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Old 10-26-2014, 01:40 PM
Greg Ficklin Greg Ficklin is offline
Join Date: Oct 2009
Location: South Carolina
Posts: 593

I had a .22 rifle, and shot some squirrels, and had some dove hunting experience with friends, but my first experience with the discipline of fundamental marksmanship came from USMC recruit training at Paris Island.
I decided to accept that I really knew nothing, and trusted the instruction my PMI was teaching. The recruits that thought they knew what they were doing didn't apply what the PMI taught because their so called "experience" in the woods of West Virginia, and shooting off the hoods of pick-up trucks gave them confidence in doing it their way. In snap-in week they were bored, and boasted that they would win the polished brass trophy our senior DI had for the best shooter. Because I had listened, and applied everything I learned, I won the trophy, and the award for the best shooter in the four platoon series. After my enlistment, the enjoyment of shooting was just something in my past until I saw a DCM clinic flyer, at a gun store from a DCM affiliated gun club. It had a picture of a Garand on the top, and I recognized it as the same rifle I had seen the Silent Drill Platoon use in the recruitment materials, and my rank insignias. It went on to say that this clinic was a first step in obtaining one of these rifles from the government, and described the course of fire of standing, sitting, and prone with rapid fire stages. I was so excited. I showed it to my friends saying " I can do this....I know all about this... This is the same as my USMC rifle qualification !" I went to the clinic and won the match. I was stoked. Back then you needed 150 rounds to satisfy the DCM participation requirement, so I found another clinic at Fort Jackson, SC. It was full distance, and I won the 600 yard match. I had Garand fever in a bad way. I joined the club as it was a requirement, rounded up all the other stuff like finger prints, and match bulletins and stuff and sent it away to the DCM. It took a year or so to finally get my one and only DCM rifle allowed. It was a Winchester service grade with an LMR barrel. That was twenty-four years ago. The DCM requirements to obtain an M1 from the government started the process that made me what I am today; a Distinguished Rifleman, NRA Endowment Life member, CMP GSMM Master Instructor, and match director of clinic matches at the same club I started with. It was that stack of flyers, and fundamentals I learned as a Marine recruit that stated it all.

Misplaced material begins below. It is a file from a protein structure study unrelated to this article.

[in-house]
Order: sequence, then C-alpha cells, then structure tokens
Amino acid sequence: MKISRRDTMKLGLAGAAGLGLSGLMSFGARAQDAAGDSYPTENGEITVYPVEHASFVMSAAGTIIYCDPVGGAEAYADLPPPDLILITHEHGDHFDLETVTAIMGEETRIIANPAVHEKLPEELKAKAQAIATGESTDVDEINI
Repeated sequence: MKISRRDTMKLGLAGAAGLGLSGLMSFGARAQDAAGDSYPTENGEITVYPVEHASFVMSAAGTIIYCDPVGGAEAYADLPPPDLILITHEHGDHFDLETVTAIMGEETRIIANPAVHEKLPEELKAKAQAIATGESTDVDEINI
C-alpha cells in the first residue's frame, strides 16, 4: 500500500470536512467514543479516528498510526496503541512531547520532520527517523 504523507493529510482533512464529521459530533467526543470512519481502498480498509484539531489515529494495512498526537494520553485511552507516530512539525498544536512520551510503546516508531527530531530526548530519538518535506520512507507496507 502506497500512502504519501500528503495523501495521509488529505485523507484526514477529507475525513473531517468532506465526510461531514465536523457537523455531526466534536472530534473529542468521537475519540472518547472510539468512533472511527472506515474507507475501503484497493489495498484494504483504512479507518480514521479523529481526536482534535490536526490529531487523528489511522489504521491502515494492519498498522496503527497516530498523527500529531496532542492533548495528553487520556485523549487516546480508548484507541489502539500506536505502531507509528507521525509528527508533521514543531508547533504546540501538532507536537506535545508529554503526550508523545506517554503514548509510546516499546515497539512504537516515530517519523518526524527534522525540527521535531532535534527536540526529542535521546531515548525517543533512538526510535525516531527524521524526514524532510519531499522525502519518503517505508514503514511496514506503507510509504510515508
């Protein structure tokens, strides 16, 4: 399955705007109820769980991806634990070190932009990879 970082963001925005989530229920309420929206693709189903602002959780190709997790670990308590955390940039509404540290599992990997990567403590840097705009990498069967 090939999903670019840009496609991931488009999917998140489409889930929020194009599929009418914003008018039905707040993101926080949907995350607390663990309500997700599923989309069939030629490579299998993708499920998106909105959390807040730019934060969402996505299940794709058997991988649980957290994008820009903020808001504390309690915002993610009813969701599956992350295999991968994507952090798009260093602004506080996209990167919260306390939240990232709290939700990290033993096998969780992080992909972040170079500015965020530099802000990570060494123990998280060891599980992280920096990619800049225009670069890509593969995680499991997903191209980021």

Distinguished Rifleman #2198
NRA HP XTC High Master (service rifle)
NRA Patron Life member
PCGC Junior Team coach
CMP GSM Master Inst.

Last edited by Greg Ficklin; 10-26-2014 at 01:42 PM.
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Old 10-29-2014, 10:06 AM
CMPMikeD CMPMikeD is offline
Join Date: Feb 2014
Posts: 211

Thank you for sharing!

I cross-posted your reply on our CMP South facebook page.
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Old 06-19-2017, 09:23 PM
carrollms carrollms is offline
Join Date: May 2010
Location: Beattyville, Kentucky
Posts: 24

As a youngster (about 10) in 1960, I attended a YMCA camp. We used bolt action 22s in the NRA youth shooting program.